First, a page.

A topic that I’ve been thinking about for sometime now and with my own children growing up immersed in technology, have been wondering if content over consumption is or will be a problem. Is anyone else thinking about this?
Content is everywhere and so accessible and at lower and lower prices, and everybody is creating and publishing their own content. Blogs, videos, photos, apps, web-sites, Facebook pages and more. When we access and consume all this content are as focused as we should be? Are we spending the time the content deserves or needs to understand it properly?
I’m a big fan of digital media and technology and yes I buy into the anywhere, anyhow and anytime philosophy. I like to be able to decide when and where and how I access the content and what content I’m accessing.
Mrs. Noble’s not convinced about my 2 screen policy in the living room – i.e. watching TV and using the iPad or iPhone at the same time (be it for browsing, Twitter, e-mails or anything). Her argument goes that I’m not focused on the one activity – one content consumption activity – so I can’t be getting the most out of it. She has a point and a good one. Yes it does take a lot for a TV programme to grab my attention fully but unless I consume the content and focus on it and nothing else, am I off to a bad start?
What got me really thinking about this was a BBC programme that’s on now, called “The Men Who Made Us Fat“, with Jacques Peretti. The title of this grabbed me and I thought I’ve got to watch it, as it’s surely all about self control so I was dying to see what they had to say and how it can be possibly be someone else’s fault. But I stand corrected – it’s an eye opener to say the least. Some critics of the programme disagree – quite harshly – but it makes some very very good points and there were a number of pivotal points over the last 40 or so years that have contributed to over consumption of food, that you can’t argue with.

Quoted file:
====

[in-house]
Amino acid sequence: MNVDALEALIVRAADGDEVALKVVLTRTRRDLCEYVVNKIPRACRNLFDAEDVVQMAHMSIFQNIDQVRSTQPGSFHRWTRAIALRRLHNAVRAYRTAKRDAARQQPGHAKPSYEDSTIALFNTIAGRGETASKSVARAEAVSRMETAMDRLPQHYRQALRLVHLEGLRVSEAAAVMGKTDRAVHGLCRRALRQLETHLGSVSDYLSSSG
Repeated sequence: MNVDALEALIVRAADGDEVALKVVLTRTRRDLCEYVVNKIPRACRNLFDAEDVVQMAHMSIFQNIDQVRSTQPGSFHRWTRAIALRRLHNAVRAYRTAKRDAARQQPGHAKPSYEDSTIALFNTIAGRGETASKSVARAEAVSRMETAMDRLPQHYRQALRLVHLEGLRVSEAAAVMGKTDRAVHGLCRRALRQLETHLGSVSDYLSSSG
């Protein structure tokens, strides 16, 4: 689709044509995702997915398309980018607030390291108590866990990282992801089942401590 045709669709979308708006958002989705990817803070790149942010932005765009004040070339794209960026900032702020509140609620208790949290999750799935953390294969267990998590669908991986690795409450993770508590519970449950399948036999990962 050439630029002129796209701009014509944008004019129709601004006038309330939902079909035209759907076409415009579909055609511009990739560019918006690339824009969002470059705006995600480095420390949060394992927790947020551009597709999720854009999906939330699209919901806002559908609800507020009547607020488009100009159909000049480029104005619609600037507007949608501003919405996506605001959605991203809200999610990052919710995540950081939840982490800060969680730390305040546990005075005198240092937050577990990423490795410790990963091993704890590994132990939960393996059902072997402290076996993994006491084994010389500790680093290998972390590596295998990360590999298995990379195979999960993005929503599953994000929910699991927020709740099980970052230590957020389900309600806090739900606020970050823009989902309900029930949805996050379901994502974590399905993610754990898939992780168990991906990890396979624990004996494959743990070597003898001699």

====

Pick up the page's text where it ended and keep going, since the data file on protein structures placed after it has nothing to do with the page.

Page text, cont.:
Keep with me, this is relevant to the subject of content over consumption as you’ll see…
These pivotal points include:
- The availability of cheaper high calorie food – through sugar and corn syrup.
- The new idea of a snack – food consumption away from the traditional meals.
- Counter service food – fast food and takeaways, food when I want and where I want.
- Food manufacturers creating new low fat alternatives but still full of sugar.
- And food anywhere, anyhow and anytime – it’s everywhere you go.
And these have all contributed to a growing over consumption of food and yes the related health issues – particularly in the Western world.
Now back to content – let’s look at the similarities…
- The mass availability of cheap rich media content – e.g. from YouTube.
- Content snacks as cheap small pieces of content – e.g. music tracks and short episodes.
- Counter service – content anywhere I want through iTunes, Amazon, Google etc.
- New types of content from creators – e.g. apps for £0.69.
- And content anywhere, anyhow and anytime – what the consumer is wanting.
Content over consumption is coming and for some it’s already here. Is it a problem though? That’s the million dollar question. I don’t think so if we manage the consumption properly – and this is down to individuals and parents. Moderation is the key word and content is good in the right amounts and when appropriately filtered for the little guys. We don’t want to stop the trends we’ve got now, with everyone being able to create their own high quality content – and build up those associated creative (and technology) skills. But at the same time we don’t want to create a bottomless content pit where you can’t sort out the good from the bad easily and become overwhelmed by the volume.
Yes content is king but it’s about quality not quantity.
And some thoughts from the Dalai Lama to finish on…